Physical exercise has long been recognized to benefit locomotor and cardiovascular systems. Although an increasing body of evidence also suggests it to be an effective non-medicinal remedy for mental disorders such as depression, the underlying mechanisms remain elusive. A recent study has demonstrated that increases of the adipocyte secreted hormone adiponectin in the central nervous system following exercise may be responsible for these neuropsychological changes, including enhanced generation of neurons in the adult hippocampus, as well as mitigation of depressive severity. The present review introduces the previously-reported functions of adult hippocampal neurogenesis and adiponectin, and discusses the potential relevance of adiponectin signaling in exercise-induced neural changes. Revealing these novel biological effects of adiponectin in the brain may help hunt reliable biomarkers to better guide the anti-depressive therapy with exercise intervention; meanwhile, pharmaceutical agents that raise endogenous levels of adiponectin or mimic its biological effects might serve as a replacement for physical exercise.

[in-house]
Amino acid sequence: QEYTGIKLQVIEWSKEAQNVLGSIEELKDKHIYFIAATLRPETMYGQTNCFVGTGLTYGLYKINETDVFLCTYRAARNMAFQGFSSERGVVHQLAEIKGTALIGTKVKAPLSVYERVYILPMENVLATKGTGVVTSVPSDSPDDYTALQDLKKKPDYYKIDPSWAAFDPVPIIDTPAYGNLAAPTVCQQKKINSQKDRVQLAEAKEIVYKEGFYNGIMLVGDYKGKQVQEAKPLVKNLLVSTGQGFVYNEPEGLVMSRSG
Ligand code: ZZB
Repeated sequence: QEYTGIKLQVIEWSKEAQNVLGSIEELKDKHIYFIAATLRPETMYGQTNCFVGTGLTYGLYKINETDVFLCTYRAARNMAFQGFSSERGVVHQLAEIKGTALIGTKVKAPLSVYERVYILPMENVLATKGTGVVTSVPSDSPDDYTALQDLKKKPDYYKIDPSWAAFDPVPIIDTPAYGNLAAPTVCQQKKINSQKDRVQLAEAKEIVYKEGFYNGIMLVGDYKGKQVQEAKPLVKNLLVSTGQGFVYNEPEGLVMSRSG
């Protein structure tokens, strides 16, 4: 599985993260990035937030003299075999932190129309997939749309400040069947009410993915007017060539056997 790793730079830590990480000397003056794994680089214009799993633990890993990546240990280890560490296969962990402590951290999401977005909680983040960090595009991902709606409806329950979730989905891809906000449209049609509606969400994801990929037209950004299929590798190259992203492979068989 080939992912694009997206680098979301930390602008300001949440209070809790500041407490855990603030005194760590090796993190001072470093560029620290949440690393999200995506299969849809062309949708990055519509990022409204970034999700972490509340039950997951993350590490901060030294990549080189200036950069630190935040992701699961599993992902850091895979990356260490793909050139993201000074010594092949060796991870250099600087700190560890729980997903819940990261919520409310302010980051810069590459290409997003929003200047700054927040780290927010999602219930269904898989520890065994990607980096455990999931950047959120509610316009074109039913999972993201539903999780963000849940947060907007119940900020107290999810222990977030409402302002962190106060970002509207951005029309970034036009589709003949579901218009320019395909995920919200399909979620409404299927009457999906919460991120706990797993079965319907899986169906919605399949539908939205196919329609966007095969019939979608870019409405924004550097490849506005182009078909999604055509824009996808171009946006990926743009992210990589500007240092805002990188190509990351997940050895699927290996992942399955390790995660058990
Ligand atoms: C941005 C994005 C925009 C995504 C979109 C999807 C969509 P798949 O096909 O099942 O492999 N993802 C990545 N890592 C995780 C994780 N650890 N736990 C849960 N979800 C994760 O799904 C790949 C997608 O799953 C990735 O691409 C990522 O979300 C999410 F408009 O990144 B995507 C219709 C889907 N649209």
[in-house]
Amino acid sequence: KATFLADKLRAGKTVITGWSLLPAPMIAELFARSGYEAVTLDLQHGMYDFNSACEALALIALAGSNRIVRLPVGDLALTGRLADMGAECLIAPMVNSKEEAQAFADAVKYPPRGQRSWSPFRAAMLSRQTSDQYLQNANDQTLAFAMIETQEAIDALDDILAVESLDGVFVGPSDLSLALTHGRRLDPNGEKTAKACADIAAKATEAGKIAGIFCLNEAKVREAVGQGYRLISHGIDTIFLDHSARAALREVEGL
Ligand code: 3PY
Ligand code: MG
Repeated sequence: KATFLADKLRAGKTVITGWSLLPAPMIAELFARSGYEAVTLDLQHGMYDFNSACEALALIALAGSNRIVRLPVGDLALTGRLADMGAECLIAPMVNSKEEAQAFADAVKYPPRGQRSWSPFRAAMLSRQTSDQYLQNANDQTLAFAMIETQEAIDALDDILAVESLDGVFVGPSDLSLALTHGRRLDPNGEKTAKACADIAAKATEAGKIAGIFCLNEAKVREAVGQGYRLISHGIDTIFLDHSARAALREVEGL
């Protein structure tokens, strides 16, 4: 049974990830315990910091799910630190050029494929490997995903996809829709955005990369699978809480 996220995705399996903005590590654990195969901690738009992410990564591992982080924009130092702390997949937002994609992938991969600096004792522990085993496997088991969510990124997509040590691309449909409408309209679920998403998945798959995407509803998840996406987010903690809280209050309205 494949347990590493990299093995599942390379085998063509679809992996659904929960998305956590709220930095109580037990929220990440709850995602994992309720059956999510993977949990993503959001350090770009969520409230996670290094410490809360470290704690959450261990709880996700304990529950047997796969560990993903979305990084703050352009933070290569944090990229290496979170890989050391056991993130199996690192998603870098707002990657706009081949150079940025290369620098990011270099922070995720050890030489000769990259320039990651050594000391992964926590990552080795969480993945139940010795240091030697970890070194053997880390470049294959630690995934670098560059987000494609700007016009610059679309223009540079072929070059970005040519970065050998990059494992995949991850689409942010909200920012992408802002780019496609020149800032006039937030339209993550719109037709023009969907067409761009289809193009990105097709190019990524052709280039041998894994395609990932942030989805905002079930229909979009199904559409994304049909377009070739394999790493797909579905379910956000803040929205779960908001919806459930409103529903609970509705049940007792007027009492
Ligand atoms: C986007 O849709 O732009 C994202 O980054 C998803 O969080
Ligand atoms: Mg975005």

|Number of pages||16|
|Journal||CNS and Neurological Disorders - Drug Targets|
|Publication status||Published - 1 Dec 2015|
- Adult neurogenesis
- Physical exercise
ASJC Scopus subject areas